- November 25, 2015
- Thomas Adam
Bankruptcy and foreclosure are in some ways very different. The former involves primarily federal law, seeks to assist the debtor, and involves all of a debtors assets and liabilities. Foreclosure in contrast involves primarily state law, seeks to assist the creditor in securing the rights to the collateral property, and involves only the debtors home.
Despite these differences, the two areas of law overlap at points, in part because many debtors filing for bankruptcy have property that is tied up in the foreclosure process or at risk of foreclosure. Earlier this year, a the Middle District of Florida in in re Metzler joined other circuit courts in holding that “[a]t a minimum, “surrender” under Bankruptcy Code §§ 521 and 1325 means a debtor cannot take an overt act that impedes a secured creditor from foreclosing its interest in secured property.” Let’s dig look at what that actually means…
“Surrender” Under the Bankruptcy Code
“Surrender” of property is an option for debtors under both Chapter 7 and Chapter 13. In Chapter 7 (11 USC § 521), debtors are required to file a “statement of intention” as to all secured property indicating whether they will redeem the property, reaffirm the debt, or “surrender” the property. Similarly, under Chapter 13 (11 USC § 1325) the debtors proposed re-organization plan must state how they will address the property. Their options are to obtain the consent of the creditor, “cram down” the debt, or “surrender” their property.
Although the result is similar, there is a key difference between “surrender” under the bankruptcy code and foreclosure. Unlike foreclosure, surrender in bankruptcy prohibits the creditor from later pursuing a claim against the homeowner for a deficiency judgment. A deficiency occurs when the value of the home at the time the lender takes title and possession is less than the remaining balance due on the mortgage loan. Although they don’t always choose to pursue the option, lenders can typically sue the homeowner for the difference between the remaining balance and the value of the home.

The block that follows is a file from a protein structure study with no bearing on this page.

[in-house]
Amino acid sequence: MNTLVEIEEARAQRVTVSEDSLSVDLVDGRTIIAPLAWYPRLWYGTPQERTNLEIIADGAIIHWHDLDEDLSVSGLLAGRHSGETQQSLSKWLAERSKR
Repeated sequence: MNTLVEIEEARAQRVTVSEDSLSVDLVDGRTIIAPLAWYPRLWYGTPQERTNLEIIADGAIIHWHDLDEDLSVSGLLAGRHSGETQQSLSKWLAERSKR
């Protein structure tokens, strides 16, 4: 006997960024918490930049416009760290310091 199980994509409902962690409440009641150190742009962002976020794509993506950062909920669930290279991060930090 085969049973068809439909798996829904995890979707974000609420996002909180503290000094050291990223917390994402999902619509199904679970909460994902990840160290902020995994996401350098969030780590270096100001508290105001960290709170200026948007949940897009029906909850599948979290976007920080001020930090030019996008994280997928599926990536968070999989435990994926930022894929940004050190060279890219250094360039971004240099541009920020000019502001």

The Metzler Cases
The Metzler case was actually a decision on two bankruptcy cases that dealt with the same issue. In the first, the homeowner Lisa Metzler, had been sued for foreclosure. She subsequently instituted a Chapter 13 bankruptcy case and proposed the surrender of her home. The court accepted her proposal. After the acceptance, Metzler continued to defend the state foreclosure case. Doesn’t sound like surrender, does it? Metzler argued it was, that all “surrender” meant was that the lender could pursue its foreclosure claims without violating the automatic stay that would otherwise prevent such action.
The second case, was a little more complicated. There the homeowner, Nootan Patel, filed for Chapter 7 bankruptcy but did not list a home on it. That home was secured by a mortgage. Because the home wasn’t even listed, Patel didn’t file the required statement of intentions indicating how she intended to proceed with respect to the property. Although it may seem like Ms. Patel was trying to deceive the bankruptcy court and hide the home, it turns out, she simply didn’t know she still owned it. She thought that it was now owned by her former husband. Patel received a bankruptcy discharge. Without Patel’s knowledge, an attorney began defending the foreclosure action. Not happy with this, the lender requested that the court reopen the bankruptcy case and require that Patel surrender the property.
The Court’s Decision
To make a long story a little shorter, the court found that to surrender in bankruptcy means the same as it does in every day usage: to give up or stop fighting. (dictionary definition of surrender: “cease resistance to an enemy or opponent and submit to their authority”) The debtor does not need to “deliver” the property to the lender, but they do need to avoid taking “an overt act,” like defending a foreclosure lawsuit to prevent the lender from foreclosing on the secured property. Under this definition, both Metzler and Patel failed to surrender their properties.
Your Bankruptcy or Foreclosure
Navigating the bankruptcy and foreclosure waters can be tricky, the Jacksonville bankruptcy attorneys and foreclosure defense lawyers at Adam Law Group can help you avoid mis-steps when facing foreclosure or filing for bankruptcy.